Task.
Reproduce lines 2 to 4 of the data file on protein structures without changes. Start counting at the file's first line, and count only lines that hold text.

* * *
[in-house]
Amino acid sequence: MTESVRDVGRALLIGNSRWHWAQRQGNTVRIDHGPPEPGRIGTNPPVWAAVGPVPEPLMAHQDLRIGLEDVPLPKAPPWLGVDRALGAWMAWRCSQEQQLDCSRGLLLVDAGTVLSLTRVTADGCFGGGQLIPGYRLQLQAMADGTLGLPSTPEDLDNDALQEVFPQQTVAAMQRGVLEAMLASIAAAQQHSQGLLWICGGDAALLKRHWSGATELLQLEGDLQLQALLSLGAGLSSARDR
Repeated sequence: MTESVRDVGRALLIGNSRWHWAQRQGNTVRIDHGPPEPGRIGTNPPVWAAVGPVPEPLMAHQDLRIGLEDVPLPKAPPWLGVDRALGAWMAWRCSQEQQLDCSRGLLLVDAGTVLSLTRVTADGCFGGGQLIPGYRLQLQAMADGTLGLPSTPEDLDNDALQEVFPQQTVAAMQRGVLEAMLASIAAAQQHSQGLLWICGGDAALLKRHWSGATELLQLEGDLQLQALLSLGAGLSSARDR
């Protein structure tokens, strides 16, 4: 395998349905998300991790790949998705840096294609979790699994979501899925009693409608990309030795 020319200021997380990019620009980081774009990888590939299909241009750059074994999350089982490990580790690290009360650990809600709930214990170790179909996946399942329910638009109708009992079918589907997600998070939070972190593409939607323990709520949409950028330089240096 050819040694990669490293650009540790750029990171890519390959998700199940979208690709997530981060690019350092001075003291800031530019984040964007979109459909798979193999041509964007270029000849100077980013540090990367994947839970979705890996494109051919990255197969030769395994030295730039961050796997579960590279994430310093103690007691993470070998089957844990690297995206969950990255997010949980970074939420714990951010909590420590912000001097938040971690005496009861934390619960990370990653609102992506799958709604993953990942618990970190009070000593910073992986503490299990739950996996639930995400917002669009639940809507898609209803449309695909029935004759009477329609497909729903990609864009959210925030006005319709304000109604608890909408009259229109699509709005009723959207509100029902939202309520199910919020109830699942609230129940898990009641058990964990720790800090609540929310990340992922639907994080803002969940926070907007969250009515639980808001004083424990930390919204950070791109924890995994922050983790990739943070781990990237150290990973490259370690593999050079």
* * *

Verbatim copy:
Amino acid sequence: MTESVRDVGRALLIGNSRWHWAQRQGNTVRIDHGPPEPGRIGTNPPVWAAVGPVPEPLMAHQDLRIGLEDVPLPKAPPWLGVDRALGAWMAWRCSQEQQLDCSRGLLLVDAGTVLSLTRVTADGCFGGGQLIPGYRLQLQAMADGTLGLPSTPEDLDNDALQEVFPQQTVAAMQRGVLEAMLASIAAAQQHSQGLLWICGGDAALLKRHWSGATELLQLEGDLQLQALLSLGAGLSSARDR
Repeated sequence: MTESVRDVGRALLIGNSRWHWAQRQGNTVRIDHGPPEPGRIGTNPPVWAAVGPVPEPLMAHQDLRIGLEDVPLPKAPPWLGVDRALGAWMAWRCSQEQQLDCSRGLLLVDAGTVLSLTRVTADGCFGGGQLIPGYRLQLQAMADGTLGLPSTPEDLDNDALQEVFPQQTVAAMQRGVLEAMLASIAAAQQHSQGLLWICGGDAALLKRHWSGATELLQLEGDLQLQALLSLGAGLSSARDR
């Protein structure tokens, strides 16, 4: 395998349905998300991790790949998705840096294609979790699994979501899925009693409608990309030795 020319200021997380990019620009980081774009990888590939299909241009750059074994999350089982490990580790690290009360650990809600709930214990170790179909996946399942329910638009109708009992079918589907997600998070939070972190593409939607323990709520949409950028330089240096 050819040694990669490293650009540790750029990171890519390959998700199940979208690709997530981060690019350092001075003291800031530019984040964007979109459909798979193999041509964007270029000849100077980013540090990367994947839970979705890996494109051919990255197969030769395994030295730039961050796997579960590279994430310093103690007691993470070998089957844990690297995206969950990255997010949980970074939420714990951010909590420590912000001097938040971690005496009861934390619960990370990653609102992506799958709604993953990942618990970190009070000593910073992986503490299990739950996996639930995400917002669009639940809507898609209803449309695909029935004759009477329609497909729903990609864009959210925030006005319709304000109604608890909408009259229109699509709005009723959207509100029902939202309520199910919020109830699942609230129940898990009641058990964990720790800090609540929310990340992922639907994080803002969940926070907007969250009515639980808001004083424990930390919204950070791109924890995994922050983790990739943070781990990237150290990973490259370690593999050079």